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The Biomarker Discovery Platform provides infrastructure for the detection and quantification of biomarkers, such as proteins, peptides and nucleotides, in any biological fluids and samples. The platform provides not only the facility and expertise to analyse known biomarkers, but also the opportunity to discover and develop novel biomarkers that are of clinical utility in the diagnosis, prognosis, and monitoring of disease conditions. The Platform further affords the opportunity to study mechanisms of disease progression and therapeutic responses.

We have developed and validated sensitive and specific assays for many biomarkers and validated assay protocols with significant cost savings and sample savings. Assays have been performed for over several thousand samples of several major clinical trials with results published in high impact journals.

We work with both internal and external groups on collaborative projects. Development of additional capabilities is ongoing, and we are happy to discuss project-specific needs.

For more information, contact:

Associate Professor Bing Wang
Head, Biomarker Discovery
E: bing.wang@baker.edu.au

Analytical platform

Peptide and protein biomarkers
Peptide or protein biomarkers are mostly analysed with immunoassays. There are several formats available for immunoassay (sandwich or homogenous) including immunoassays with ELISA and homogenous immunoassays with AlphaLISA or HTRF using high-end multimode plate reader (PHERAstar FSX, BMG); and Multiplex assays: xMAP technology platform using Luminex 200.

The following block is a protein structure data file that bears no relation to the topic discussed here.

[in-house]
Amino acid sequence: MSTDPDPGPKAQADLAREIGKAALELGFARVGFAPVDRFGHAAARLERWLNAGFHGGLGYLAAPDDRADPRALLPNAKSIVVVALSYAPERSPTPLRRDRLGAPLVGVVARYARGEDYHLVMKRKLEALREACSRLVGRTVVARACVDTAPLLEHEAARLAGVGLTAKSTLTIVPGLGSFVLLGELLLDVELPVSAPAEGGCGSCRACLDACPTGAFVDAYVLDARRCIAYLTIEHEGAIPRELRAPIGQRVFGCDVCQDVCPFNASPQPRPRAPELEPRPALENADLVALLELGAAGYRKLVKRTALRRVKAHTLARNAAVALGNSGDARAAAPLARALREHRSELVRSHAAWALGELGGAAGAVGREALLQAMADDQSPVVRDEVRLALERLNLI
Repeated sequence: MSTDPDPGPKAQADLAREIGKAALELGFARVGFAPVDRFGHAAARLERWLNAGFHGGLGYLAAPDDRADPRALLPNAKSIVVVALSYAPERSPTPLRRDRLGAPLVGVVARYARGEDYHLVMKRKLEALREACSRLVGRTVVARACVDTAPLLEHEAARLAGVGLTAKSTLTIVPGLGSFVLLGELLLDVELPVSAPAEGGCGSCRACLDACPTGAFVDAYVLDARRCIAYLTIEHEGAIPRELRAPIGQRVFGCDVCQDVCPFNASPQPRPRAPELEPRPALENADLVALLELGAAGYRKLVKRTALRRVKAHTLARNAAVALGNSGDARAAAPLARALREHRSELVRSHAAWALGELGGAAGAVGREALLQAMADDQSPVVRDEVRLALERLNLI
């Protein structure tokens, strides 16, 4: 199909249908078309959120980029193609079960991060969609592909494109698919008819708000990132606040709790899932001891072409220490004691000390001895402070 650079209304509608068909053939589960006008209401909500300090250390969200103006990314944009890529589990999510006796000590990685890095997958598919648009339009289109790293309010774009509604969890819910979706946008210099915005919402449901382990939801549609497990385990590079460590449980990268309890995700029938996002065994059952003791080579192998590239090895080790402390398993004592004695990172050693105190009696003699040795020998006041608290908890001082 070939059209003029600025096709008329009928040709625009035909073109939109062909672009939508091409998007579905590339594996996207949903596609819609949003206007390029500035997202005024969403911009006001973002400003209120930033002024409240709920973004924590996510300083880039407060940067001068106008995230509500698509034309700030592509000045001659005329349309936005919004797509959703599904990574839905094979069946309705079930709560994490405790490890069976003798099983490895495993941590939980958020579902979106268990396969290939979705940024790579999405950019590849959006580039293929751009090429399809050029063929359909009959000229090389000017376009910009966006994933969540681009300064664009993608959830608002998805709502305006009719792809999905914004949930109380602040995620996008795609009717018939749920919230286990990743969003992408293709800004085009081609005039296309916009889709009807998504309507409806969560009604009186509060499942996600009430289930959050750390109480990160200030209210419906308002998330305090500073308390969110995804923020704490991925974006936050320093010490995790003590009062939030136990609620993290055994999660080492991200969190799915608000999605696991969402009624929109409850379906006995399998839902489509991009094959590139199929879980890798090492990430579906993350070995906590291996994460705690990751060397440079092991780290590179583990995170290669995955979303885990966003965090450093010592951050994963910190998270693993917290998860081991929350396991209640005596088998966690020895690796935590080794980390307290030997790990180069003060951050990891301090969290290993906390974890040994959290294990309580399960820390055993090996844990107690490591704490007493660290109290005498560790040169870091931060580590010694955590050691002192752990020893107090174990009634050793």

Nucleotides Markers (small RNA, miRNA, and DNA)
Circulating non-coding nucleotides such as small RNA, micro RNA, ncR/DNA & long ncR/DNA can be extracted with QiaCube HT (Qiagen) high throughput extraction system and analysed with qRT-PCR, Open Array and xTAG, using QuantStudio 12KFlex qPCR (Applied BioSystem) capable of running Open Array, 96-well and 384 well-PCR plates.


Baker Heart and Diabetes Institute
75 Commercial Road, Melbourne
Victoria 3004 Australia

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With the rising number of Australians affected by diabetes, heart disease and stroke, the need for research is more critical than ever.

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